What the sims can teach us about youth culture

When The Sims 2 landed in 2004, it changed my life forever. I’d spend entire days and nights in our family computer room making virtual mac and cheese, upskilling in charisma and chain clicking “Flirt” until I could “WooHoo” with the resident hottie in my Sims town.
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What the sims can teach us about youth culture

When The Sims 2 landed in 2004, it changed my life forever. I’d spend entire days and nights in our family computer room making virtual mac and cheese, upskilling in charisma and chain clicking “Flirt” until I could “WooHoo” with the resident hottie in my Sims town.

Fast forward 18 years, I’m doing Strategy 9-5 and Simming 5-9. I’m unashamed to say SimsTok has found me, and has become my happy place. The hashtag #thesims4 has 3.5B views on TikTok, and 5.7M followers on Twitch, and as I write this at 2pm on a Tuesday, 2,500 people are currently watching Sims Live streams on the platform, so I’m clearly not alone. The Sims used to be something I saw as a recreational silo in my life, but now, thanks to the algorithm I am immersed in the wider culture of the game and its huge online community. 

The Sims is a cultural institution that has remained relevant with young people around the world for the past 22 years, and holds an incredibly nostalgic cultural cachet, but what is it about the Sims universe that has the new generation so hooked?


The Sims has always operated on a foundation of no boundaries, whether of love, gender or passions. 4 days ago, Maxis updated the game making it possible to finally prescribe sexual preferences for your Sims, but before that, you couldn’t technically create a straight Sim!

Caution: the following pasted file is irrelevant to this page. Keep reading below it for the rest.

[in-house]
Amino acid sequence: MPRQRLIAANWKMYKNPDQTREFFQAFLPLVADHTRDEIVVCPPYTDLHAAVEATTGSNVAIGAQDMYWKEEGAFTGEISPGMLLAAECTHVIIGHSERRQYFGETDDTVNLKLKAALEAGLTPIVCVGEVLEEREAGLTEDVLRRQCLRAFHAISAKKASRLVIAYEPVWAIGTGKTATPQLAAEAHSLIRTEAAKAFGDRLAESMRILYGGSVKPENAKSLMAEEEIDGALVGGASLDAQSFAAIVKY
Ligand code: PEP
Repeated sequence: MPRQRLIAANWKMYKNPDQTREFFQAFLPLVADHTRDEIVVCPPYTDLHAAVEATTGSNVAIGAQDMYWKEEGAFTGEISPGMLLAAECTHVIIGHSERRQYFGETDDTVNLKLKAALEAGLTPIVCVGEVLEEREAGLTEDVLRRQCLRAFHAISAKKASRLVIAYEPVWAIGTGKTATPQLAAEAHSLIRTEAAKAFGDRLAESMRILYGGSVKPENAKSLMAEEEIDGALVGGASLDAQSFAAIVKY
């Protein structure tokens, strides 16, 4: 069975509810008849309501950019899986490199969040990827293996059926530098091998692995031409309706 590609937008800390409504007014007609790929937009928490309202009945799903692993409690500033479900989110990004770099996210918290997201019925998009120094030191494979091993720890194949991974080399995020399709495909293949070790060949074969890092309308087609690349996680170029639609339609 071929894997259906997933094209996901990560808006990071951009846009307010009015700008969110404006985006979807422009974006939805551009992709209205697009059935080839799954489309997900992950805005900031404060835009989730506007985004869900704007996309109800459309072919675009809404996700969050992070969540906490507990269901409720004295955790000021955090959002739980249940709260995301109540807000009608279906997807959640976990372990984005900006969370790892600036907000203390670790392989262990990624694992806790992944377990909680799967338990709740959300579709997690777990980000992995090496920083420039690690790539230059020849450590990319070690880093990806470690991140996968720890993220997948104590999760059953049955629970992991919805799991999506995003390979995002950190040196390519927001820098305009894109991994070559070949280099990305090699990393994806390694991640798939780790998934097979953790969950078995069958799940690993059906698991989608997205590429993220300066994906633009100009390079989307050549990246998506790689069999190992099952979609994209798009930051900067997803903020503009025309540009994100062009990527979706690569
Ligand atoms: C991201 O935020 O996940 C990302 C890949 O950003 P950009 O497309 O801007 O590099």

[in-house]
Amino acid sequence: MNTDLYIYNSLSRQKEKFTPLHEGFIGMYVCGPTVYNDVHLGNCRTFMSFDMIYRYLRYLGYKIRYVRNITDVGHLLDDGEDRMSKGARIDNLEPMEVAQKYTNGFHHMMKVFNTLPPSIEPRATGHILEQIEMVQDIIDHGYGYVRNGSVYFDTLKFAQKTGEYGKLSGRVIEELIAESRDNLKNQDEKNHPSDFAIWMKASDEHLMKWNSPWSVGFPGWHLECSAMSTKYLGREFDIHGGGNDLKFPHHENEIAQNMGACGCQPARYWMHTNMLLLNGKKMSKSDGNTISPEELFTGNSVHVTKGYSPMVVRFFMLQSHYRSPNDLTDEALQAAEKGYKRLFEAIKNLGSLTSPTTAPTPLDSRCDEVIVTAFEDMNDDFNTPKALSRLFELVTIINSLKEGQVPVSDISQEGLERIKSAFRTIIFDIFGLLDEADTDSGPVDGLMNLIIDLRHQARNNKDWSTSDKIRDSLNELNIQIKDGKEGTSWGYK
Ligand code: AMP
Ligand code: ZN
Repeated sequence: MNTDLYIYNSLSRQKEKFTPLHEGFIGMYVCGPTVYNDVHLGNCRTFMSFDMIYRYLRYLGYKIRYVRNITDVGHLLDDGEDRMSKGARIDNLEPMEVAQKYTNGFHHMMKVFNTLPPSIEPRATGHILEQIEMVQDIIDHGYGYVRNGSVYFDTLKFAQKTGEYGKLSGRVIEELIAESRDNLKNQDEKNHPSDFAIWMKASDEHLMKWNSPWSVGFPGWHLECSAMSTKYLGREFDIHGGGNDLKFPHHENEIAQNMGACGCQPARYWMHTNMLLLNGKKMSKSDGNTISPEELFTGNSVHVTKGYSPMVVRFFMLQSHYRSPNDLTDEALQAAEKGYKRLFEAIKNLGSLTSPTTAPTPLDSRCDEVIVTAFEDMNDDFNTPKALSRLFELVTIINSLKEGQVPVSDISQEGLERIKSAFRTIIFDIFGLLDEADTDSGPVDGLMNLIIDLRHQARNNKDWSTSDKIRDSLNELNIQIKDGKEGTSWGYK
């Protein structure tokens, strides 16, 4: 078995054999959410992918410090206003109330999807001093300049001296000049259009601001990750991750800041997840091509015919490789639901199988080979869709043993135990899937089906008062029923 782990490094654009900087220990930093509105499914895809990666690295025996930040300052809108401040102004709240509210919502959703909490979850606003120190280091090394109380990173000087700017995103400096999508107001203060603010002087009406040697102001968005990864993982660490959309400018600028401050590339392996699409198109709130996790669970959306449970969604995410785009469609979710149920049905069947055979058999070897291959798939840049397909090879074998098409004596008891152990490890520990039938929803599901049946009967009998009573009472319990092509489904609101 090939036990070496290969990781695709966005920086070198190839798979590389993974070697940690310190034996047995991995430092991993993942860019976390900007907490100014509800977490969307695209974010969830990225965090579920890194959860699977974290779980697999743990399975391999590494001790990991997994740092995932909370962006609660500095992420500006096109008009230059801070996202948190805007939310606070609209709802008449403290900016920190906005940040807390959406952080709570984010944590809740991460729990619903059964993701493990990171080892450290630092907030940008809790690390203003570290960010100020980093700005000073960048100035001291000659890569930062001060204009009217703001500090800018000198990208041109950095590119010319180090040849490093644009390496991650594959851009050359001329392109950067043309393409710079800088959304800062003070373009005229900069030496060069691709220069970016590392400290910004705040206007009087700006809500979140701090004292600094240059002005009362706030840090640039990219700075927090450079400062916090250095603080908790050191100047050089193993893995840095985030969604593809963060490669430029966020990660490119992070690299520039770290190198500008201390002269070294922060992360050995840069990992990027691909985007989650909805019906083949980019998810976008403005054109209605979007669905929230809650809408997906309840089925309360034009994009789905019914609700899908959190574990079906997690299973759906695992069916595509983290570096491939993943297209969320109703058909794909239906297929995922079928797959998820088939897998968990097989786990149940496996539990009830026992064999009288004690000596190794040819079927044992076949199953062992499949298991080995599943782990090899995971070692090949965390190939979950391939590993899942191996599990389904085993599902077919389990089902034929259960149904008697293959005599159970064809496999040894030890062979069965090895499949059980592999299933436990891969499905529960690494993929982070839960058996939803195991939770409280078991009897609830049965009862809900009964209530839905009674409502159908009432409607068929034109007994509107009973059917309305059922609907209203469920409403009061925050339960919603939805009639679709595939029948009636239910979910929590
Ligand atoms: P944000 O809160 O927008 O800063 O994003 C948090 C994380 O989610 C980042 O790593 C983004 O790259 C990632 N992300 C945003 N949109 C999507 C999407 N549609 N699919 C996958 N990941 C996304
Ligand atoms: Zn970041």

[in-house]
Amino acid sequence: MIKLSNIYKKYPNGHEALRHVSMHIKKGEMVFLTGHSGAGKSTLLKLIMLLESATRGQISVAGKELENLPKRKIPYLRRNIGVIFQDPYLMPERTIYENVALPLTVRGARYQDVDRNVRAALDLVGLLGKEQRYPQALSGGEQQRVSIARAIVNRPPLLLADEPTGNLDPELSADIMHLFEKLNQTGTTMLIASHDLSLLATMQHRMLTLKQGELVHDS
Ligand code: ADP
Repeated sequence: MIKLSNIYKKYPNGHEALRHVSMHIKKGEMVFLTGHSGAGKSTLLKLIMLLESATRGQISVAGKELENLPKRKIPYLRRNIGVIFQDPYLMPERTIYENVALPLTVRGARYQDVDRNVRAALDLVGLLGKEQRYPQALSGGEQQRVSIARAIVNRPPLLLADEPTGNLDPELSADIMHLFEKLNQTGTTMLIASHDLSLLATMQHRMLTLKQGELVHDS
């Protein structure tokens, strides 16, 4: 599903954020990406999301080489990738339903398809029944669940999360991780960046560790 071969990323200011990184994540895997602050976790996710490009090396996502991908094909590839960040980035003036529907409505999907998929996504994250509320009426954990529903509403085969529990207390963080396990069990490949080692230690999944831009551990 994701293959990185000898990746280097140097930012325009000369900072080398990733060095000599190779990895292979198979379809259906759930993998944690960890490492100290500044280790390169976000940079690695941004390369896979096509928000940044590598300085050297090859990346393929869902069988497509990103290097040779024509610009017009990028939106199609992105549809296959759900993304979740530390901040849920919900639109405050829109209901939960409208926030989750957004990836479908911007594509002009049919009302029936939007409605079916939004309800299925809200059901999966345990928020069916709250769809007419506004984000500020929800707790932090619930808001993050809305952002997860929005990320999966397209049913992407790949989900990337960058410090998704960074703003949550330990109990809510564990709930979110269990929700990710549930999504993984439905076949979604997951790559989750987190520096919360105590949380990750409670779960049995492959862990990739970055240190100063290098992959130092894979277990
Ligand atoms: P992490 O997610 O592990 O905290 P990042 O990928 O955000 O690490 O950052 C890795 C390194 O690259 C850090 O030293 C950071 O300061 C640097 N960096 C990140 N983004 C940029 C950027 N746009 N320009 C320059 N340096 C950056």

The game also has extensive gender customisation options, with users able to give their Sims unique pronouns, customise whether their Sim gets pregnant or impregnates, whether they pee standing up or sitting down, and whether they have a preference when it comes to gendered fashion.

We know the new generation live life fluidly in all aspects, and platforms that facilitate this are seeing the most success. Young people want to try on different identities, but we often see them doing this in virtual worlds first, which is why inclusivity and representation needs to be woven into the fabric of the metaverse.


The Sims 4 base game can be layered with extension packs to customise the game for users’ unique tastes, and The Sims has always been pretty on it when it comes to delivering updates and extensions in tune with youth culture conversation and moods. 

Right on the nose of Gen Z’s Cottagecore fantasy, The Sims released a Cottage Living pack in June 2021. Players can live out their most wholesome village-life dreams, raising livestock and growing produce. And again, noticing the rise of climate activism and sustainable living subcultures, The Sims released an Eco-Lifestyle pack in June 2020, that brings the idea of your Sims’ eco-footprint into the forefront. In the pack, players can farm alternative protein sources, try home brewing and smart mobility, and participate in the circular economy, bringing climate education to life in an interactive, immersive forum.